Constituency profile: Moray
The SNP's Richard Lochhead has held the seat since 2006, but the Scottish Conservatives closed the gap to just under 3,000 votes in 2016
The Scottish Conservatives will be looking to build on the progress they made in Moray in the last Scottish Parliament election and will feel gaining the seat from the SNP is an achievable target.
Some of the intrigue surrounding this particular constituency is down to who is not standing for election there, rather than the candidates who are.
Having been comfortably beaten by Richard Lochhead in 2011, Douglas Ross cut the number of votes in it to 2,875 in 2016.
This time around, however, the leader of the Scottish Conservatives, who holds the corresponding Westminster seat, will not be on the constituency ballot paper.
Instead Ross is top of his party's Highlands and Islands list, more or less guaranteeing himself a place in the Scottish Parliament. It's a move which prompted the SNP's Ian Blackford to say Ross was "too feart" to stand in a constituency.
The person tasked with wrestling the seat from Lochhead, an experienced Scottish Government minister and politician, will be Tim Eagle, a former police officer.
Most recently, Eagle has been a councillor for Buckie and leader of the opposition Conservative group on Moray Council. He wants to see the Hate Crime Bill repealed, which he described as a "scandalous piece of legislation".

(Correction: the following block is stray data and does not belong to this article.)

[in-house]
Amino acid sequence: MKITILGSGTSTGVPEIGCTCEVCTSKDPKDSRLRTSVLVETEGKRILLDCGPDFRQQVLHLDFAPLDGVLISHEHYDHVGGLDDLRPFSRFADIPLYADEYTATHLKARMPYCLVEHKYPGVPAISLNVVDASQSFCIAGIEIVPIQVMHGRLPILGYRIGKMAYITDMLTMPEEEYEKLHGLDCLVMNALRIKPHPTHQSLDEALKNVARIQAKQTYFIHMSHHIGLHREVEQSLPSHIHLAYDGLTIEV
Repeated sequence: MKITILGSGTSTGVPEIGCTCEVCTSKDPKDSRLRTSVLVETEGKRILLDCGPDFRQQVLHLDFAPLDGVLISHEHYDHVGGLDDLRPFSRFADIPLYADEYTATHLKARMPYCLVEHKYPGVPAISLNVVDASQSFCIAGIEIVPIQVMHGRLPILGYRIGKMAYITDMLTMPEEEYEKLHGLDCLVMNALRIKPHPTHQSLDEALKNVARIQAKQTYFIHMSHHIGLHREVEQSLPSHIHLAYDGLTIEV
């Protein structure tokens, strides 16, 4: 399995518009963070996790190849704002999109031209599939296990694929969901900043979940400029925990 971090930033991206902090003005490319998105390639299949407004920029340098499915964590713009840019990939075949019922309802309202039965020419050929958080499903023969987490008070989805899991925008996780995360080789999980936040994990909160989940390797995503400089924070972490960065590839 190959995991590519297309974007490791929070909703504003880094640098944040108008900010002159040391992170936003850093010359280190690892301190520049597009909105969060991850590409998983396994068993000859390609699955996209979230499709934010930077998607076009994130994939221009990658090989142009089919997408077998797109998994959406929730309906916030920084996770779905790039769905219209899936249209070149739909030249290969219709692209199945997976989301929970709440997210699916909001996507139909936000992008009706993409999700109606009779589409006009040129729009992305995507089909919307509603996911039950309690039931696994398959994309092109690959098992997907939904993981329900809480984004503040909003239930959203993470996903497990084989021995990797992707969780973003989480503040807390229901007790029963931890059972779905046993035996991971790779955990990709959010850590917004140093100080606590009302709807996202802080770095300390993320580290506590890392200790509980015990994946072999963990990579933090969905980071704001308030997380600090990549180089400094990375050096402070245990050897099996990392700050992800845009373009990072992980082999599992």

Meanwhile Jo Kirby, a local teacher, will compete for the constituency for Scottish Labour and Sheila Ritchie, a former MEP, will do so for the Scottish Liberal Democrats.
Lochhead has been the MSP for Moray since 2006. Following the death of Margaret Ewing, he resigned his regional seat to successfully contest the by-election.
Having been a local MSP for 15 years, as well as holding a prominent role in the government as minister for Further Education, Higher Education and Science, Lochhead will likely be considered the frontrunner for the seat in this election.
That said, the SNP's majority dropping from 38.3 per cent to 8.6 per cent, between 2011 and 2016, shows Eagle and the Scottish Conservatives are not without a chance of success in Moray next week.
Add that to the fact that the Westminster constituency, a slightly bigger area, went to the Conservatives in the 2017 General Election and was held in 2019, the Tories will be optimistic.
The UK seat had been Angus Robertson's from 2001 to 2017 and Margaret Ewing's before then. Ross' win there was considered an upset and while a Conservative win next week would not be quite as unexpected, it would be an impressive result.